Home » How China’s Cosco continues to invest in Italy

How China’s Cosco continues to invest in Italy

Despite Rome dropping out of the Belt and Road Initiative, Beijing is expanding its Italian presence through a new joint venture that just acquired an Italy-based international logistics company

Cosco’s latest acquisition. Last week, the Fratelli Cosulich Group announced the acquisition of 100% of Trasgo, an international, integrated logistics company. It happened through Coscos, a joint venture the Italian partner struck up with its historical partner Cosco Shipping, a Chinese State-owned company.

  • It’s the latest demonstration that Beijing’s companies keep investing – and seeking control – in Italy, even though Rome dropped out of China’s flagship Belt and Road Initiative in December.

All about Trasgo. Founded in Novara, northern Italy, in 1981, the company offers a plethora of services – ranging from transport to warehousing to customs operations, goods handling, trade fair logistics and direct management at customers’ facilities. It mainly deals with industrial, promotional, technological and e-commerce logistics, employing 14 warehouse facilities – with a total capacity of almost 300,000 square metres – and over 320 trucks and handling equipment.

  • “The company has developed a lot, especially in the last 15 years, a development that today needs new blood,” said Anna Idra Russo, managing director of Trasgo. “We are convinced that Cosco, driven by the same principles and values as us, will be the right partner to enable Trasgo and its entire family the further development [it] deserves.”

Dear partners. Completing the acquisition of Trasgo was “a significant day for the Fratelli Cosulich Group,” commented its President Augusto Cosulich. “But what really matters to me is that, just like in life, finding the right partners to create the conditions for joint investments is essential,” he added in reference to Cosco, with which the family has been working since 1988.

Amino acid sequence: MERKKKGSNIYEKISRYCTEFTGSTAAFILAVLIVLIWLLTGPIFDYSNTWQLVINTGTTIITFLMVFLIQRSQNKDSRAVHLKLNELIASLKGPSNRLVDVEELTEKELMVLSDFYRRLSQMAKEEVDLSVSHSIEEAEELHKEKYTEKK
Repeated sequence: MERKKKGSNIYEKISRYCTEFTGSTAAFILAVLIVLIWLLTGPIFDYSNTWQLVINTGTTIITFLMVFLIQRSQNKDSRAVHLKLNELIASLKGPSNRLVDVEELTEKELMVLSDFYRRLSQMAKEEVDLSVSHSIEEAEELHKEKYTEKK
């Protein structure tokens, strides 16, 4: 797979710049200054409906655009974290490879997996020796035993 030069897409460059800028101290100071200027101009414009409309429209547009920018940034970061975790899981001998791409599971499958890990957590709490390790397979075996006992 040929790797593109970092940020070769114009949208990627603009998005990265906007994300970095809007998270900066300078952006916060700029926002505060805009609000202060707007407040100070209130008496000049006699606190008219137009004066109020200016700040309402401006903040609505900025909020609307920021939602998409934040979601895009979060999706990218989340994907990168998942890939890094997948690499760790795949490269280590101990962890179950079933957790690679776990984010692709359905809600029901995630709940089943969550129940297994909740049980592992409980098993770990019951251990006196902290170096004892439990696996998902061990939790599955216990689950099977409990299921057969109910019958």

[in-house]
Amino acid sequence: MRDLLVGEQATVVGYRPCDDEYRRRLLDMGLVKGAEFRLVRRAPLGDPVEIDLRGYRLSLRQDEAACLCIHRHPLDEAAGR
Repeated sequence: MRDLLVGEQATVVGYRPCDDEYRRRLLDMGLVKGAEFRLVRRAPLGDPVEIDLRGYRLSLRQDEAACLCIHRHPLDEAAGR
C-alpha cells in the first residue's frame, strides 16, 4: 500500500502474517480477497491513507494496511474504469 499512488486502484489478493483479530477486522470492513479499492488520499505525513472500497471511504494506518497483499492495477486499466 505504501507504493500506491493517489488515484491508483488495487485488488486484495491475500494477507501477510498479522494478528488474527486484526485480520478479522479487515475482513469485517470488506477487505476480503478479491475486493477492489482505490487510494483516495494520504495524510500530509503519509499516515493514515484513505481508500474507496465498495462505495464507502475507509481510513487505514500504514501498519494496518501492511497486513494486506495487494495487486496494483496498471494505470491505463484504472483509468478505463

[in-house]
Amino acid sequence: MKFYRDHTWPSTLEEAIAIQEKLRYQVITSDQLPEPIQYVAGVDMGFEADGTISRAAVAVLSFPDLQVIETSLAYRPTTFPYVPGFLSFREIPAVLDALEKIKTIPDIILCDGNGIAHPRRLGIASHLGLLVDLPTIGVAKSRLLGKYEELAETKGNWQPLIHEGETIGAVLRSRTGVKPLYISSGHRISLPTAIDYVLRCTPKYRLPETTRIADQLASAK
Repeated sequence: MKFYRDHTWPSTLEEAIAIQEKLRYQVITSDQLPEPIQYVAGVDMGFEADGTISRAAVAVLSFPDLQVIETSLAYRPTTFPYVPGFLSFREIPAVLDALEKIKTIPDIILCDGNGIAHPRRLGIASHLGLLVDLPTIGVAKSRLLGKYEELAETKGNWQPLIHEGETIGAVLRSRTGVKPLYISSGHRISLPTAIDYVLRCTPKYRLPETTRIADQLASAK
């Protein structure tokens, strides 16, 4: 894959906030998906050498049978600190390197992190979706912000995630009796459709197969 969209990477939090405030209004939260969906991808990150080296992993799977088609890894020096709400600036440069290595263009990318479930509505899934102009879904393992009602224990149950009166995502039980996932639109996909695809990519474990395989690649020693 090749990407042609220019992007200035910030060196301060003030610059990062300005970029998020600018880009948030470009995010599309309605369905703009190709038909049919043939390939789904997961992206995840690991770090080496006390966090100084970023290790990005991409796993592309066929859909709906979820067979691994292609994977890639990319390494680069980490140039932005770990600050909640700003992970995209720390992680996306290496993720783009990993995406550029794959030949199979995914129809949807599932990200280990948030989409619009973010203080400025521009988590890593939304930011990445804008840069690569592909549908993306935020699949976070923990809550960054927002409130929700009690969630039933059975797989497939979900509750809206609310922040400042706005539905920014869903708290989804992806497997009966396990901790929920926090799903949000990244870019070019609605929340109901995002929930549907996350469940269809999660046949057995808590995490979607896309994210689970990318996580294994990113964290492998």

• The new joint venture, Coscos, “is the result of our long relationship with one of our closest business partners for over 30 years. Trasgo offers a solid response to the changing logistical needs of our current and future corporate customers,” he concluded.

An expanding European presence. With its recent investments in the Dutch port of Rotterdam, a crucial hub for Europe, and its renewable energy supply strategy, and the German port of Hamburg, Cosco is increasingly becoming a major player in the European market. Its growth plans also encompassed Italy, where the Chinese State-owned giant bought 40% of the port of Vado Ligure in 2016 and has been vying to expand its presence in several ports of call, such as the highly strategic Taranto.

  • The Hamburg deal also concerns Italy, namely the port of Trieste, long in Beijing’s crosshairs as the perfect port of call for the Belt and Road in the Adriatic Sea. That’s because the Dutch seaport’s HHLA owns a majority stake in a Trieste-based logistical company, Piattaforma Logistica Trieste.
  • The acquisition “does not seem to have direct repercussions on Trieste,” Francesca Ghiretti, a former analyst at Merics, told our sister site Formiche.net. Still, she remarked, the deal does raise some questions regarding competition: “COSCO, which receives state funds from China, does not compete at the same level as other companies in the sector. Moreover, its market dominance is a potential geopolitical tool for Beijing.”

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